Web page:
Blind summit

Country Of The Blind (Abacus £15.99).

'It's supposed to be a ride first and foremost,’ Christopher Brookmyre explains. ‘All the other things I manage to throw into the mix count for nothing if it doesn’t bring the reader along on a bit of a rollercoaster.’

The Glasgow-born, Inverness- based writer needn't worry. The book in question, Country Of The Blind is a veritable Alton Towers of a novel.

Set at the fag end of the last Tory Government, Brookmyre's second novel starts with the murder of a Dutch media mogul - think of a Rupert van der Murdoch and you're nearly there - with the killers apparently caught just after the act. However, it soon becomes clear that the alleged villains of the piece - a motley mix of four Scottish doleites - are the patsies in a conspiracy that stretches to the Grampian peaks of Scottish society.

When they go on the run, all that's standing between them and their own all-too-sudden demise is their lawyer and a hard-bitten journo last seen in Brookmyre’s debut novel Quite Ugly One Morning.

Country Of The Blind's switchback plot is by turns complex, convoluted and, at times, even daft - how many other books can claim having a Skids lyric as a vital plot point? It is no surprise to learn that the writer is partial to Hollywood action movies, but even when the story strays into the land of the far-fetched, it remains undeniably a page-turner, garnished with a savage wit and a vicious tongue. Mr Brookmyre will not be on the Tories' Christmas card list this coming festive


At only 27, Brookmyre would appear to be a writer in

Christopher Brookmyre: a writer in a hurry

a hurry. His first novel won a First Blood award as the

best crime debut last year and, even before Country Of The Blind appears in the shops, he has wrapped up a third novel, a story of ‘fundamental religion and millennial hysteria' in contemporary Los Angeles.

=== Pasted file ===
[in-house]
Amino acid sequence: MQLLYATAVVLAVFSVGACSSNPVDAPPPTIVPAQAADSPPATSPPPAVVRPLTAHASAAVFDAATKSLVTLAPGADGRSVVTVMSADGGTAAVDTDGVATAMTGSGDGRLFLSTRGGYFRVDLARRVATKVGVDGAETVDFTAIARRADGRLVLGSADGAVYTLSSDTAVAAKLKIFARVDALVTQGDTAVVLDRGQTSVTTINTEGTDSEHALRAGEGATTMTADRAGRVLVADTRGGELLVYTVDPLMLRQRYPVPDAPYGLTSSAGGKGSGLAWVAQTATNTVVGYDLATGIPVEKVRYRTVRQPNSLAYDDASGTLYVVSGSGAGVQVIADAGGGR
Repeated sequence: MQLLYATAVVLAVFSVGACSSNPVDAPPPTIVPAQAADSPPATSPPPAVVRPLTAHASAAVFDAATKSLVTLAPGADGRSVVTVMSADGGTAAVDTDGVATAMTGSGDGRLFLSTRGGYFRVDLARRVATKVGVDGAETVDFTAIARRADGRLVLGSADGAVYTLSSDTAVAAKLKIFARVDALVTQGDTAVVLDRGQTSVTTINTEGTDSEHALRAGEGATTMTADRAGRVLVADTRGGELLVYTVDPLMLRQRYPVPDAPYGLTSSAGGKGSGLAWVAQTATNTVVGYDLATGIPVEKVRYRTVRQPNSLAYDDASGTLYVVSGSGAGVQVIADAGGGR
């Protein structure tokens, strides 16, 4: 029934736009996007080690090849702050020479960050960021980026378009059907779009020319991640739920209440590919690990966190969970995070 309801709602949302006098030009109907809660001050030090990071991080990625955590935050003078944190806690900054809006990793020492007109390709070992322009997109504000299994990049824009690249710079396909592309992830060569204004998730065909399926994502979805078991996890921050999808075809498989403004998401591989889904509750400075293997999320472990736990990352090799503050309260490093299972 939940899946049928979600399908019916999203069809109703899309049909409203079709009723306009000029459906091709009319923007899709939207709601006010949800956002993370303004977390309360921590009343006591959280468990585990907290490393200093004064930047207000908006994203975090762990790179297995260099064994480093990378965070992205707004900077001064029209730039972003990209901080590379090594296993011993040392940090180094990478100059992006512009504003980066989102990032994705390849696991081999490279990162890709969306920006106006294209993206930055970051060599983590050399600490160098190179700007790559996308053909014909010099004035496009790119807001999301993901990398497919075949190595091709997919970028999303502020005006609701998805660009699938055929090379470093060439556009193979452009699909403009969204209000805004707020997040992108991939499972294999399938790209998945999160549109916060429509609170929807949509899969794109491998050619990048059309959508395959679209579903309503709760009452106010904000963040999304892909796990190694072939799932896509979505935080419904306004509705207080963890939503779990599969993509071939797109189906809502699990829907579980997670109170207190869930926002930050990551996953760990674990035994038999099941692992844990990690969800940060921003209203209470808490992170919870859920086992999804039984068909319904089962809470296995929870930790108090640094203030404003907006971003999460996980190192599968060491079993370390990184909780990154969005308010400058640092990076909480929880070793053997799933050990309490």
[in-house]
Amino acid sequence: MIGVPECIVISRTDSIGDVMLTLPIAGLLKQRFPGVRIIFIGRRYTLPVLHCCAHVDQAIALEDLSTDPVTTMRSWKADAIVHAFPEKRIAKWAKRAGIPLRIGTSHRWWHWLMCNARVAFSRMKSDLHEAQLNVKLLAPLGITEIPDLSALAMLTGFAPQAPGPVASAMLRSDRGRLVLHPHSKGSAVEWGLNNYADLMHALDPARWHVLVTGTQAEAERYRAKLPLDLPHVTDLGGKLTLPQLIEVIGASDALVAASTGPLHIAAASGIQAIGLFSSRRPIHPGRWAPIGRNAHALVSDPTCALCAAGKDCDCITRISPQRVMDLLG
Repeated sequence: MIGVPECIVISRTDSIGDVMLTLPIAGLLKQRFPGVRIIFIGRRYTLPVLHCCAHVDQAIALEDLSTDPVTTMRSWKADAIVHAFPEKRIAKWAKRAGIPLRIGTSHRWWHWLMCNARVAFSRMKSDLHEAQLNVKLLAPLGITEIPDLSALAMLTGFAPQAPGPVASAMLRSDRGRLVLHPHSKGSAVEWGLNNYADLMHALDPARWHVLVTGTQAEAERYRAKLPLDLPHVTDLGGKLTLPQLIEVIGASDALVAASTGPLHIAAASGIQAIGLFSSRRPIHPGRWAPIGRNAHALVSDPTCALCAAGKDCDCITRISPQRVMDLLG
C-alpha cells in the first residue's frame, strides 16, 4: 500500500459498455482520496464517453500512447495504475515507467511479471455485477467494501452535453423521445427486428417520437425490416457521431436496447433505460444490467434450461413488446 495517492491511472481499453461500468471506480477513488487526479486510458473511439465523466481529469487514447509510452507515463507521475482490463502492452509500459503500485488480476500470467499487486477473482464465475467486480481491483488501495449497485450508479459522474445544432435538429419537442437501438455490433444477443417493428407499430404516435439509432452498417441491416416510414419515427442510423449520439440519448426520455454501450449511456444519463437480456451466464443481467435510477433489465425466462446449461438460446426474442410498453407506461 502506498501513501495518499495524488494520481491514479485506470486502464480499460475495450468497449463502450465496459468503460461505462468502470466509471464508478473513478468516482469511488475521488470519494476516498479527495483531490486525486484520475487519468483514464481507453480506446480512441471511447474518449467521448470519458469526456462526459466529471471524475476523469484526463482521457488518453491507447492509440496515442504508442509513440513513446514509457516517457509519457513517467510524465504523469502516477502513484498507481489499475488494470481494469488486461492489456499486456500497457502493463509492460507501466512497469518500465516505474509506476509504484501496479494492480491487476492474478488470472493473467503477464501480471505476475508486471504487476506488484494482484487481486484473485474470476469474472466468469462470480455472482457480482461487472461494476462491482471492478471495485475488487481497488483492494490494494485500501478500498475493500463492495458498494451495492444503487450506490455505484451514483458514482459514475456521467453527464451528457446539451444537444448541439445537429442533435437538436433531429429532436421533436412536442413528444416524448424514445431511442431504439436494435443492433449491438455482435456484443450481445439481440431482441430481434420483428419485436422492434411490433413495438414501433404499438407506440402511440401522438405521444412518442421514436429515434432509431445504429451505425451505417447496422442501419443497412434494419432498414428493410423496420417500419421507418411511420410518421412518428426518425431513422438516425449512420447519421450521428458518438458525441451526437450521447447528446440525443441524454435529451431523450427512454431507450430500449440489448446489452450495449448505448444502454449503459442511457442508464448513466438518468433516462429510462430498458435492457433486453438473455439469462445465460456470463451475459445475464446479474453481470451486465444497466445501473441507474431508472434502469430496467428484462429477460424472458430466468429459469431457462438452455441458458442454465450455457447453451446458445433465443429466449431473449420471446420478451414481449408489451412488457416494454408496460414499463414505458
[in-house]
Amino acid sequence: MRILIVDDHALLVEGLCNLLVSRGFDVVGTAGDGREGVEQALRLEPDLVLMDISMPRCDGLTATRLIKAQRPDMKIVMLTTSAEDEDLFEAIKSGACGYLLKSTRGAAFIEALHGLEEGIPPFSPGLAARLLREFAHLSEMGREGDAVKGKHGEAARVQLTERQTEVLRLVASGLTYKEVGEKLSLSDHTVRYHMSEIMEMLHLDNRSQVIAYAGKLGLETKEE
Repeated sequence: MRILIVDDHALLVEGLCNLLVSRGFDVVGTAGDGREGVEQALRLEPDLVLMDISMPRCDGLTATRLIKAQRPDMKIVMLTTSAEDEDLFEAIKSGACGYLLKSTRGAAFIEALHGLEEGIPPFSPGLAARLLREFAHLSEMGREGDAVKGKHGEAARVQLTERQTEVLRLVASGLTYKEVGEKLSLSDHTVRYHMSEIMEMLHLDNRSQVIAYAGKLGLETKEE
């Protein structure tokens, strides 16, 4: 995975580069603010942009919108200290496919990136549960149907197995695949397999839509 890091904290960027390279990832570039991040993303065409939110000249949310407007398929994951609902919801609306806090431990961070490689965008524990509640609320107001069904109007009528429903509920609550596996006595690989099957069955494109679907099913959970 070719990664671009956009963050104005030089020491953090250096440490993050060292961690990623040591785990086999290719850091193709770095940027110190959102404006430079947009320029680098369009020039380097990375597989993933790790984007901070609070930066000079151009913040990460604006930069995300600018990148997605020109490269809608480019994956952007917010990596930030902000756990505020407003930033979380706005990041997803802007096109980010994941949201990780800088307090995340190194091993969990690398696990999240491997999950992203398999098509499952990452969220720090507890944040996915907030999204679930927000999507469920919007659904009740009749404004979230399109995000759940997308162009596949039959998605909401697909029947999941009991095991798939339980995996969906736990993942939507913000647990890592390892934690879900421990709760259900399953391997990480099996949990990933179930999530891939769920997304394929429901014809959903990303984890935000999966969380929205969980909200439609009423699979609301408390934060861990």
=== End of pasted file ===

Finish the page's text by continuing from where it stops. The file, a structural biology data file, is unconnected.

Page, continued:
Now there is talk of action on the film front, with the possibility of adaptations and original screenplays. So what is making Chrissie run? The answer is suitably Scottish, if unusually bi-partisan: 'I always say I work so hard because I’ve got a Protestant work ethic and a

Catholic guilt complex, so if I'm not busy, I feel guilty.’

(Teddy lamieson)

Candia McWilliam

Wait Till I Tell You (Bloomsbury £14.99).

The short story at its finest can be a perfect distillation of a tiny emotion, one small event prised open and exposed in resplendent gleaming prose

Candia McWilliam: ‘I was fat. ugly and clever'

that evokes emotion in the reader. Such is the effect of Candia McWilliam’s debut short story collection Wait Til/l Tell You.

The Edinburgh-born writer who came to light with her novels A Case Of Knives and Guardian Prize winner Debatab/e Land has delved into her Scottish childhood for this collection of enigmatic but perfectly formed stories geographically divided into the sections North and South.

McWilliam has been domiciled in England for some years now. Would this explain the presence of the word 'homesickness' in a number of her stories?